News, Straight to the Point

Like it or not, the Republican Party woke up Wednesday morning to its reality: In the most likely scenario now after Super Tuesday, the party will have to depend on loose cannon, anti-establishment, David Duke-backed Donald Trump to defeat Democratic frontrunner Hillary Clinton in November.

It's a scenario that seemed unimaginable months ago for a Republican Party that had cast its hopes on expanding its base in 2016. The Republican field was stocked with accomplished governors and young, energetic senators who gave face to the younger wing of the party. After Trump's crushing wins from Georgia to Virginia Tuesday, however, it is hard to imagine anyone else can break through enough to beat him.

A CNN poll of registered voters nationally released Tuesday reveals what establishment Republicans have always been fearful of; Trump is a liability for the party. In a matchup, the poll showed Clinton bested Trump 52 percent to 44 percent, a sign that the Republican Party's best chance to take back the White House could be wasted on a candidate who flimsily echoes sometimes-newly-adopted conservative principles with little insight into or regard for decades-worth of conservative orthodoxy.

Senate Majority Leader Mitch McConnell – the national GOP's de facto leader who has begun prepping his delicately-built Republican majority in the Senate for a Trump-dominated general election– allegedly told members "we'll drop him like a hot rock" if that is what it takes to protect vulnerable senators.

But demographers and pollsters say that a Democratic wave and a Clinton victory is hardly sealed even against Trump.There is still a path, albeit a narrow one, for him to win. Here is what to watch for in a Clinton-Trump showdown this year.

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Going mano a mano against Bernie Sanders -- and days after they essentially tied in Iowa -- Hillary Clinton’s performance at Thursday’s MSNBC debate reflected someone who no longer thought her nomination was inevitable. Her attacks were sharper, she responded to his criticisms more directly and she pushed new arguments that she had been holding back so far in the campaign.

Here are five things that changed during Thursday’s debate.

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Next week, Iowa Republicans are expected to choose either an erratic New York billionaire or a detested U.S. senator as their party's next nominee for president.

It's Trump v. Cruz -- and the Republican Party is somehow just along for the ride.

After a gut-punching loss in 2012, the Republican Party vowed it would be primed and ready for 2016 with a strong field of candidates who were less focused on serving up red meat to the base and more committed to fine tuning rhetoric that resonated with general election voters.

But it did not go as expected. Now Republicans are facing the very real prospect of a two-man race of their nightmares: Trump – a carnival barker who once donated money to the Clintons and has already alienated Hispanics and Muslims – or Cruz, a Canadian-born, government-shutdown loving, lightening rod.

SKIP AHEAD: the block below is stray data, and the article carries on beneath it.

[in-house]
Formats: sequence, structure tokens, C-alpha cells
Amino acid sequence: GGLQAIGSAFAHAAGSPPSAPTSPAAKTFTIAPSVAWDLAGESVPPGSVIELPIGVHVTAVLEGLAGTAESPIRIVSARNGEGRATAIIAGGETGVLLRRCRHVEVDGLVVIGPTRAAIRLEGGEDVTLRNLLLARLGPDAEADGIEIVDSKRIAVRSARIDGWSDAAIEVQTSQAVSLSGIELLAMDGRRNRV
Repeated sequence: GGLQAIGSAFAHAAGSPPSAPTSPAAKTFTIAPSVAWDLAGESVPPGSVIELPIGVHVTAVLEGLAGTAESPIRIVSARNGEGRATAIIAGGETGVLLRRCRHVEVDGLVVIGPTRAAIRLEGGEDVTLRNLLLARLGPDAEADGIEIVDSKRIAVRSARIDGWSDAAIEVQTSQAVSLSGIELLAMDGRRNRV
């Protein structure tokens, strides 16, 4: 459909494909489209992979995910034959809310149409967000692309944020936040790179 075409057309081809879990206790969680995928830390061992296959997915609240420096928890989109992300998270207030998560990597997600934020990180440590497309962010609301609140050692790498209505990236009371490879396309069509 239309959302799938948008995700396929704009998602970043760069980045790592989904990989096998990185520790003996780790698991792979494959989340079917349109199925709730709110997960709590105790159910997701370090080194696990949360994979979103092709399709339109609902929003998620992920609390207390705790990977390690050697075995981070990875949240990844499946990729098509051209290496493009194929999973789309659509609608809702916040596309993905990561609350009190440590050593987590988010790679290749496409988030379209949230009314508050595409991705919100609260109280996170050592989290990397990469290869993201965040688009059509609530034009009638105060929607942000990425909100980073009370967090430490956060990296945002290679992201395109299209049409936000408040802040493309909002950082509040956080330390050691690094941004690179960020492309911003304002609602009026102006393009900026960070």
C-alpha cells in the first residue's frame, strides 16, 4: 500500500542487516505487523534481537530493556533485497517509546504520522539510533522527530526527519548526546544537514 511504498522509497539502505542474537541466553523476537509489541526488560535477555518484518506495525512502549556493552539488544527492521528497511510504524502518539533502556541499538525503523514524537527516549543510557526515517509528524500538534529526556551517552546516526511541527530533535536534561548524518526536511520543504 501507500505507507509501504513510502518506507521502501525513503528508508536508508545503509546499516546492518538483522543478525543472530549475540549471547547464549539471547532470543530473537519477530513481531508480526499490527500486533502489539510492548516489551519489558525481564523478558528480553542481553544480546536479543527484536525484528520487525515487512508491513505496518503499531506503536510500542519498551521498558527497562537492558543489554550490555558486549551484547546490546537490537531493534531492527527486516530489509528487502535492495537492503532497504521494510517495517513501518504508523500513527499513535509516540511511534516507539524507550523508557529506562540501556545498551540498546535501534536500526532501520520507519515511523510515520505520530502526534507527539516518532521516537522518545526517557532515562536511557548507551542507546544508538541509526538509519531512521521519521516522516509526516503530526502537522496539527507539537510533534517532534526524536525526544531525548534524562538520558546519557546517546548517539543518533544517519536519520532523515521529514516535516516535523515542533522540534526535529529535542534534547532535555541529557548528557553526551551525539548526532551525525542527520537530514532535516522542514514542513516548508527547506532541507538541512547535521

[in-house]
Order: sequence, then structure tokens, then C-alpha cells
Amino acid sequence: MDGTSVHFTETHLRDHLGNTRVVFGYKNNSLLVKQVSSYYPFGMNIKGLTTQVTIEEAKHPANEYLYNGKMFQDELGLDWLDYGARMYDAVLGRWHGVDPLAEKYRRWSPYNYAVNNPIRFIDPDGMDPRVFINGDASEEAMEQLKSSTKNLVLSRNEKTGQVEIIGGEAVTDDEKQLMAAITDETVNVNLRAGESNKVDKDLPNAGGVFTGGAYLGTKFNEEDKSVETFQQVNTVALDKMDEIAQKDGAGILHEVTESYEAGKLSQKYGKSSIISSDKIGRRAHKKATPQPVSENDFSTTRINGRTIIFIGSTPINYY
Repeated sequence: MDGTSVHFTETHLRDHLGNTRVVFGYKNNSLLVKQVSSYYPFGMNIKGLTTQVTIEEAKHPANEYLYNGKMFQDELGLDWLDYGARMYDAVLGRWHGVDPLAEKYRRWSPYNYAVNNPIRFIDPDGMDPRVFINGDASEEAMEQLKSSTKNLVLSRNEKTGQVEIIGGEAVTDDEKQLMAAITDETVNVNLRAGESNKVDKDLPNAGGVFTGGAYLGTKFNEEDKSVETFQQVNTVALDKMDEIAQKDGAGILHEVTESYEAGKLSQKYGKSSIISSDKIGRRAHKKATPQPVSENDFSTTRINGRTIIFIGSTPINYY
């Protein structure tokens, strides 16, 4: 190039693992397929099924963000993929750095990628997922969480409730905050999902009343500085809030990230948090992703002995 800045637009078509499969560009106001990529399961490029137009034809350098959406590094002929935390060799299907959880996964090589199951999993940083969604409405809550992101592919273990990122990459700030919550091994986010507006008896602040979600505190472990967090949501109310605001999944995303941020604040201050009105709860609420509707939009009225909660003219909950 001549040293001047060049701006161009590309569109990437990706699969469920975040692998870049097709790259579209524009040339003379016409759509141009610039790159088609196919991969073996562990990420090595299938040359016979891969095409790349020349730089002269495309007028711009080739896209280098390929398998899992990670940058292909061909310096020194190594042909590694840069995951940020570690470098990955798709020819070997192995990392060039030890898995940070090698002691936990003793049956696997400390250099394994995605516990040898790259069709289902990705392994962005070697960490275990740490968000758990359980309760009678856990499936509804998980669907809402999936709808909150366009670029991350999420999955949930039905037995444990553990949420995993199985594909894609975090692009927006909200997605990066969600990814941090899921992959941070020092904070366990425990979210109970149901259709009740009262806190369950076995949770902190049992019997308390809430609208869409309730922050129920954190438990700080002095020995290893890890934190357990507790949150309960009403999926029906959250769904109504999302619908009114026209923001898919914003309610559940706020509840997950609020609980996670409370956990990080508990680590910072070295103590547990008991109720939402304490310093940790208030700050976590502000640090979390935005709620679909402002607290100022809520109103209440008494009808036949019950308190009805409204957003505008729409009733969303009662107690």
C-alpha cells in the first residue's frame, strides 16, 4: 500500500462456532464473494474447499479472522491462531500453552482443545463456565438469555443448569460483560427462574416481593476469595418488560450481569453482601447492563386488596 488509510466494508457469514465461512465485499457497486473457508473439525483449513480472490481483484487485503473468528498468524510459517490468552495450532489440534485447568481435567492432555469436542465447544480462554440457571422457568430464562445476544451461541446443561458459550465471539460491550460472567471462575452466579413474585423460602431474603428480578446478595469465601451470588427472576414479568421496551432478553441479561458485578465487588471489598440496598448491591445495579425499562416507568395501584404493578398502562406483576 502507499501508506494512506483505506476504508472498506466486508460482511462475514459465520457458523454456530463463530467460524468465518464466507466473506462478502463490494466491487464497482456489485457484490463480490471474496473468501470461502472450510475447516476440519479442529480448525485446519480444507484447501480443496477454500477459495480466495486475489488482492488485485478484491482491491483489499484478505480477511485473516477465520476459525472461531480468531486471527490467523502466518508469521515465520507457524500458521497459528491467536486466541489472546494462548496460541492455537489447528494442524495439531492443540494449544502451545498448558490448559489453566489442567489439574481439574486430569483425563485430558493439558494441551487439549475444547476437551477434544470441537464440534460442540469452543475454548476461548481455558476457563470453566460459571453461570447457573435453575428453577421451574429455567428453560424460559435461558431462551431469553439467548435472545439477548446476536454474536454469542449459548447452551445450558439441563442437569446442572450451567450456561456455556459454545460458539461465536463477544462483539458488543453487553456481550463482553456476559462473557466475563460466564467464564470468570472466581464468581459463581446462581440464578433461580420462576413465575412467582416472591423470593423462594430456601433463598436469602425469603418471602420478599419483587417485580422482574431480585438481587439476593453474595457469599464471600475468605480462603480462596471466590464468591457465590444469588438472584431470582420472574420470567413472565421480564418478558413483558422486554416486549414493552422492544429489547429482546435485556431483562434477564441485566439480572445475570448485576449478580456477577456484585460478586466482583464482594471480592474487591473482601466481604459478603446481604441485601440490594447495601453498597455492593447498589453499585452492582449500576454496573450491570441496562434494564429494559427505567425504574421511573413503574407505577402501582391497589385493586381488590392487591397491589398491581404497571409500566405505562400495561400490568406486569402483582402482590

So how did the Republican Party actually get here?

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It's been nearly two weeks since armed squatters took over a federal wildlife refuge in southeastern Oregon. And, despite calls from the community that leader Ammon Bundy pack up his brigade and leave town, the groups remains holed up at the Malheur Wildlife Refuge.

A new report from the Anti-Defamation League gives us additional insight into the self-proclaimed Citizens for Constitutional Freedom, who they are and what they want.

It is still unknown how many individuals are at the preserve, but ADL has identified 30 of them. Here is what we know:

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Kansas Secretary of State Kris Kobach (R) filed his first criminal charges last week since being given the authority to prosecute voting crimes earlier this year.

Kobach's office filed three cases on Oct. 9 that he said were alleged instances of double-voting. After Gov. Sam Brownback (R) signed legislation in June giving Kobach the authority to prosecute such cases, the secretary of state said his office had already identified 100 instances of potential double voting in the Sunflower State; he signaled in a Tuesday interview with The Wichita Eagle that he'd file more cases in the coming months.

The arch-conservative Kobach has long warned about the danger voter fraud poses to the integrity of elections in Kansas even though voter fraud is incredibly rare. The secretary of state even admitted in an interview last month with local TV station KWCH that instances of double-voting were "a small percentage of the number of votes cast. Less than 1% of the votes in any given election." But he justified prosecuting those cases on the grounds that even a small number of double-voters could have an impact on an election.

"The question is do we have close elections in Kansas that sometimes come down to one or two or five votes," Kobach said, as quoted by KWCH. "And the answer is, yes, we have them all the time."

Here's what you need to know about first voting crimes allegations being prosecuted by the only secretary of state in the nation to have that power.

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